by Charles Lemos, Fri Sep 28, 2012 at 01:26:44 AM EDT
Fresh off attempting to define what "legitimate rape" is, Rep Todd Akin, the GOP candidate for the US Senate in Missouri, now wants to define what "ladylike" behaivor is or is not. After feeling the brunt of Senator Claire McCaskill during a debate last week, Akin told the Kansas City Star:
“I think we have a very clear path to victory, and apparently Claire McCaskill thinks we do, too, because she was very aggressive at the debate, which was quite different than it was when she ran against Jim Talent,” Akin said. “She had a confidence and was much more ladylike (in 2006), but in the debate on Friday she came out swinging, and I think that’s because she feels threatened.”
One gets the impression that Todd Akin thinks women should just sit there, be lecture at and not be allowed to speak much less opine. Did he expect Claire McCaskill to just sit there and listen to his Biblical views on gender? This is a man who thinks the world is 6,000 years old and who has called anyone who believes in evolution "a monkey-lover". He's hardly a suitable candidate for dogcatcher but somehow the state of the GOP in 2012 is such that the party establishment thinks a man with such misantrophic views is eligible to sit in the US Senate.
by Barrett Brown, Sat Aug 08, 2009 at 07:05:52 PM EDT
Over the last couple of days, I've been involved in yet another online exchange of hostilities with the folks behind the intelligent movement; this particular conflict began on Thursday evening when The Huffington Post published an article I wrote on the various strange and dishonest things that chief ID proponent William Dembski and his associates have done over the years since the 2005 Dover Trial. A couple of Dembski's colleagues have responded by pronouncing me "Barrett Clown," which is very painful to me. That's not how my name is pronounced.
by Barrett Brown, Thu Apr 23, 2009 at 06:55:18 AM EDT
If you're looking for an amusing distraction this morning, you might be interested in a little piece I wrote for Vanity Fair on Conservapedia and the wackiness to be found therein.
Now, you're probably thinking to yourself, "I already know all about the general douchebaggery that goes on at Conservapedia. Like every liberal with an internet connection, I went over there a couple of years back and read the article on evolution and how it was invented by Hitler or some such, and I even checked out the early version of the page on Nineteen Eighty-Four, the one that explained that the ending 'has something to do with rats.' Surely, I have nothing to learn from your little article. I am the Alpha and the Omega."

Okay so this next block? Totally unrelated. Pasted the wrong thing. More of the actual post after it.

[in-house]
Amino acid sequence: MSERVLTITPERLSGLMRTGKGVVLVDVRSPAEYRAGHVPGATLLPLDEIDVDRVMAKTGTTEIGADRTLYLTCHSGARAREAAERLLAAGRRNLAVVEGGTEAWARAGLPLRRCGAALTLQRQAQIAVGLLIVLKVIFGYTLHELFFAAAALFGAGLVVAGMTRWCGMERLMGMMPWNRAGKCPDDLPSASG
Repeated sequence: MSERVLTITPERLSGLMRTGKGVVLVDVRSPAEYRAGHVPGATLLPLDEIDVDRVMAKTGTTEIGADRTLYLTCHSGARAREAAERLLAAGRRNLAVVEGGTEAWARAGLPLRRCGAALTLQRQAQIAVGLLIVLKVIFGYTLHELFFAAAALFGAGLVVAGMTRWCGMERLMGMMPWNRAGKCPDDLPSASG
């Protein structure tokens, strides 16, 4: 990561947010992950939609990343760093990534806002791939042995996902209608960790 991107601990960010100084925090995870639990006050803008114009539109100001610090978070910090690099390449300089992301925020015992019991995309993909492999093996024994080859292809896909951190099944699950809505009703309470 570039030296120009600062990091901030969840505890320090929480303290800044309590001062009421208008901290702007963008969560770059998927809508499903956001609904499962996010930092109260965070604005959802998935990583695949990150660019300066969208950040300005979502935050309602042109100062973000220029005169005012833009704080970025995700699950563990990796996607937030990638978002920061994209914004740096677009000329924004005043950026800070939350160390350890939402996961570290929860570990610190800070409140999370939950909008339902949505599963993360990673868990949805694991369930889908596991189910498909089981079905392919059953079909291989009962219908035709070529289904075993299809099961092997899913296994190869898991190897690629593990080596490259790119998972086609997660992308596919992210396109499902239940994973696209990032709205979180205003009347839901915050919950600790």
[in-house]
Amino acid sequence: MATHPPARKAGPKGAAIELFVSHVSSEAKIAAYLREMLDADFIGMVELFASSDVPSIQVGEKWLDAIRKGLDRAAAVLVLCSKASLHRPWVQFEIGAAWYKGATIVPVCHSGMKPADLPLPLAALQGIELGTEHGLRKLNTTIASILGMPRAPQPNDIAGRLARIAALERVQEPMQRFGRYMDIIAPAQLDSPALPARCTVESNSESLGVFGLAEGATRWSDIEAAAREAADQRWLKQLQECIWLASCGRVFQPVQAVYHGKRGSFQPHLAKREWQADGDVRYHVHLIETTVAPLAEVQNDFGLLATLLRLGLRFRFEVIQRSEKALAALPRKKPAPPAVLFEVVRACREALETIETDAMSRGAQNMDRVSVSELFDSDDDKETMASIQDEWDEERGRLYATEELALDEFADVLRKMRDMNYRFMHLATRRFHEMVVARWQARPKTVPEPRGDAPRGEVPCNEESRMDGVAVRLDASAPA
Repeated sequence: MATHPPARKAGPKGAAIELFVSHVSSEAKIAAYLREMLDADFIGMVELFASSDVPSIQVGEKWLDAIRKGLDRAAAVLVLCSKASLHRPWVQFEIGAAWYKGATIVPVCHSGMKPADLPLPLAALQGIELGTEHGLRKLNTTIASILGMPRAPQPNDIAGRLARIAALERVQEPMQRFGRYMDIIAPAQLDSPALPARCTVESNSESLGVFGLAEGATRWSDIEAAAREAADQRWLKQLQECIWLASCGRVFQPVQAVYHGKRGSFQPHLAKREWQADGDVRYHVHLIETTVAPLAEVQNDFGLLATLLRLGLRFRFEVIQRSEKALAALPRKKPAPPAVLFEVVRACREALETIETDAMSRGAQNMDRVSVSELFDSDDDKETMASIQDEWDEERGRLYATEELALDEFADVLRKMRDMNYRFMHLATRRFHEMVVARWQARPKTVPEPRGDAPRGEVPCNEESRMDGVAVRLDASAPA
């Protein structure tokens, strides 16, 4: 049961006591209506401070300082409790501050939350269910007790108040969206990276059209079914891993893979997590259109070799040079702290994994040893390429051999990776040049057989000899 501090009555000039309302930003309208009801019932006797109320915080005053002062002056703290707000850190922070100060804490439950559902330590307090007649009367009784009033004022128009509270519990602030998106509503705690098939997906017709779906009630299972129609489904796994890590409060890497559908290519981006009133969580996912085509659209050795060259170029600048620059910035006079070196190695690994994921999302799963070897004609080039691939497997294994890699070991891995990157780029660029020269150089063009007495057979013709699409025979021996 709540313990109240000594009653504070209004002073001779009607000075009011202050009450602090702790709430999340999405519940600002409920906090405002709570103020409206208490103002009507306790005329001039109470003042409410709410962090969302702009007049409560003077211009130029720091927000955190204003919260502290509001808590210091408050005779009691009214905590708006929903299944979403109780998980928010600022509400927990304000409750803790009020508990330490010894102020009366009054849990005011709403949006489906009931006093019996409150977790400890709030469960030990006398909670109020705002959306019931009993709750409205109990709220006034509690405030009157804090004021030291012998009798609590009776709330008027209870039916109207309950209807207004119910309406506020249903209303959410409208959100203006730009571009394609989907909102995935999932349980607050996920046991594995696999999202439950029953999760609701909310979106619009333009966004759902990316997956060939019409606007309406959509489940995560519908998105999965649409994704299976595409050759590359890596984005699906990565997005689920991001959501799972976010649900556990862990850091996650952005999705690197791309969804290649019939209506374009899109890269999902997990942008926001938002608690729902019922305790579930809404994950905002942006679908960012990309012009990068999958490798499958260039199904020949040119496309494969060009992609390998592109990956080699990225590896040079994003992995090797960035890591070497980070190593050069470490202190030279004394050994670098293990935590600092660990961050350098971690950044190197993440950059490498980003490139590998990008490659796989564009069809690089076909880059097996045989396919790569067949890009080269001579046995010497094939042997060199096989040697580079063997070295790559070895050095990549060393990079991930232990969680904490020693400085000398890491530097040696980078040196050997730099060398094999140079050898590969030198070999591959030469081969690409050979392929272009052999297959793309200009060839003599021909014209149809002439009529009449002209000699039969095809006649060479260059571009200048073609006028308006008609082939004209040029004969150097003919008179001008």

Well, perhaps you're right, although I find your boastfulness a little off-putting. But, let me ask you this - did you ever check out the article discussion pages?
by Al Bratton, Tue Mar 31, 2009 at 11:31:53 AM EDT
"The executive committee of the Society of Integrative and Comparative Biology decided not to hold any future meetings in New Orleans owing to 'the official position of the state in weakening science education and specifically attacking evolution in science curricula,' according to a February 5, 2009, letter (PDF) from SICB's president, Richard Satterlie, to Louisiana's governor Bobby Jindal. Noting that the last SICB meeting, held in Boston, attracted over 1850 scientists and graduate students to the city for five days, Satterlie observed, 'As you might imagine, a professional meeting with nearly 2000 participants can contribute to the economic engine of any community.' But in 2011, those economic benefits will accrue to Salt Lake City rather than to New Orleans."read more
by Charles Lemos, Mon Mar 23, 2009 at 07:50:33 AM EDT
Later this week, the Texas Board of Education will consider a new science curriculum designed to challenge the teaching of evolution in Texas high schools but the decision could influence what is taught in biology classes across the nation because Texas is the nation's second largest textbook market.
The Chairman of the Texas Board of Education is Dr. Don McLeroy, a dentist by profession. He's also a creationist. The story in the Wall Street Journal:
Dr. McLeroy believes that God created the earth less than 10,000 years ago. If the new curriculum passes, he says he will insist that high-school biology textbooks point out specific aspects of the fossil record that, in his view, undermine the theory that all life on Earth is descended from primitive scraps of genetic material that first emerged in the primordial muck about 3.9 billion years ago.
He also wants the texts to make the case that individual cells are far too complex to have evolved by chance mutation and natural selection, an argument popular with those who believe an intelligent designer created the universe.
The textbooks will "have to say that there's a problem with evolution -- because there is," said Dr. McLeroy, a dentist. "We need to be honest with the kids."
Funny that because his views on sex education are what's the word, well, the exact opposite. Texas law requires school districts to emphasize abstinence in sex education classes. Asked in 2007 about the possibility that Texas' emphasis on abstinence in sex education might be a factor in the state's relatively high teen pregnancy rate (the fifth highest in the nation) Dr. McLeroy had this to say:
The idea that just giving them a lot of information is going to solve it, I think, is kind of naive. Certainly, it's more of a societal problem than it is a school problem."
So much for honesty.